Three years later, Kubrick’s “A Clockwork Orange” (1971) shows a terrifying future where Malcolm McDowell is a thug in a world where everyone is assumed perpetually innocent and a victim of circumstance until it’s quite literally too late for their victims.
By the mid-1970s sci-fi offered a more positive tone again, notably thanks to the “Star Wars” (1977) saga. Even dark films like “Alien” (1979) offered a future where mining ships routinely flew through deep space on commercial exploration. Perhaps no film series is more optimistic than the original ten films spun out of the “Star Trek” series, which offered a future where things were pretty darn rosy.
But competing with that was the dark, perpetually rainy, neon-illuminated future of “Blade Runner” (1982) and its dark post-apocalyptic cousin “Mad Max” (1979). Again, the future might be great for the 1 percent but the rest of us are in a world of trouble, whether it’s “more human than human” replicants or general lawlessness.
By the mid-1980s, it wasn’t radiation or men from Mars that we feared the most but rather unbridled technological development, whether the shocking revelation of “The Matrix” (1999), the cautionary robotic tale of “The Terminator” (1984), or even the dangerous cloning experiment of “Jurassic Park” (1993). The latter sparked this year’s most popular film sequel.
Fortunately there were some positive future worlds that balanced out the darkness, notably the splendid “Contact” (1997) that mirrored “2001: A Space Odyssey” in its optimism, albeit with a bit more mayhem thrown in. “The Fifth Element” (1997) also offered a busy, urban future where no-one seemed to be left wanting.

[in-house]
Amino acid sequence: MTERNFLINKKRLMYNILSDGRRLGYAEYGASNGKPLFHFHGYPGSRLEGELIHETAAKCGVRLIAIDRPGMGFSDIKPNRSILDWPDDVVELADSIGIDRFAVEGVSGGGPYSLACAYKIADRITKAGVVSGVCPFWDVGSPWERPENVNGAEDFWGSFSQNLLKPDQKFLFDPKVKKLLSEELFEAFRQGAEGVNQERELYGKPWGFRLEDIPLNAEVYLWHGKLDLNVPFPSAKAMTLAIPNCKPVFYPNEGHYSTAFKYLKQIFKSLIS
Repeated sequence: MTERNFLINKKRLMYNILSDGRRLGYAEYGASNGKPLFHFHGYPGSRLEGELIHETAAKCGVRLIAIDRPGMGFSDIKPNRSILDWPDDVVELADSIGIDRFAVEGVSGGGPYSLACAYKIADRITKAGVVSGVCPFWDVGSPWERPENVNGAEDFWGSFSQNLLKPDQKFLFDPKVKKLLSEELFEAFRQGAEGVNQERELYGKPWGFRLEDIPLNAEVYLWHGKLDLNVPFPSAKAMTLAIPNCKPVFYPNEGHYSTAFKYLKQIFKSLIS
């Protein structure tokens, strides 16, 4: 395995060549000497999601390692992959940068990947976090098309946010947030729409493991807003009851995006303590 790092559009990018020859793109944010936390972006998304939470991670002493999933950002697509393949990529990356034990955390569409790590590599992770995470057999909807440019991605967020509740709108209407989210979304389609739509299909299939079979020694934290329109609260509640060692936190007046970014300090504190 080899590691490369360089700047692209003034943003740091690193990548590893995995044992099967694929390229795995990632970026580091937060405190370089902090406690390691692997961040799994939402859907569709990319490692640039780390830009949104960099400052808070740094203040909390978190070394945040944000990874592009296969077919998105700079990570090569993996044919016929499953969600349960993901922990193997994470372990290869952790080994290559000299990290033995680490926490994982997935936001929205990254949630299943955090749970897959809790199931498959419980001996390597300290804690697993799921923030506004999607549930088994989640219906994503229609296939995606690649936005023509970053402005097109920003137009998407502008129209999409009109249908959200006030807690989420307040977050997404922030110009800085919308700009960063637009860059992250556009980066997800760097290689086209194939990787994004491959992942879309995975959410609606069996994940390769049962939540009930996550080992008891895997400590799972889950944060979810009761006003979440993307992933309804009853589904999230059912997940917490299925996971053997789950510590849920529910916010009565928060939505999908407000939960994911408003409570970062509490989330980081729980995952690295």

The past decade or so of science fiction has lost the optimism entirely. Consider “Moon” (2009), which explores what it is to be human and self-aware through the eyes of a clone; “Minority Report” (2002), which offers a peaceful future, but at the cost of people being arrested pre-emptively before they commit a crime; or “District 9” (2009), where aliens are brutally discriminated against until they rise up and fight back.
The very latest films continue the dark future, whether it’s the post-apocalyptic anti-science future “Interstellar” (2014), the dismal time-traveling mobsters of “Looper” (2012), the post-invasion no-man’s zone of “Monsters” (2010), or post-apocalypse of “The Book of Eli” (2010), “The Hunger Games” (2014), “Edge of Tomorrow” (2014), “Divergent” (2014), “Elysium” (2013), or “Skyline” (2010).
The number of positive futures portrayed in modern science fiction really boils down to just one: “Tomorrowland” (2015). But why? What happened on our way to the future that we have become glum and pessimistic? Why are our heroes now “super” with greater powers and capabilities than us mere mortals?
Perhaps that’s just how we explore ideas as a global culture in a technological age.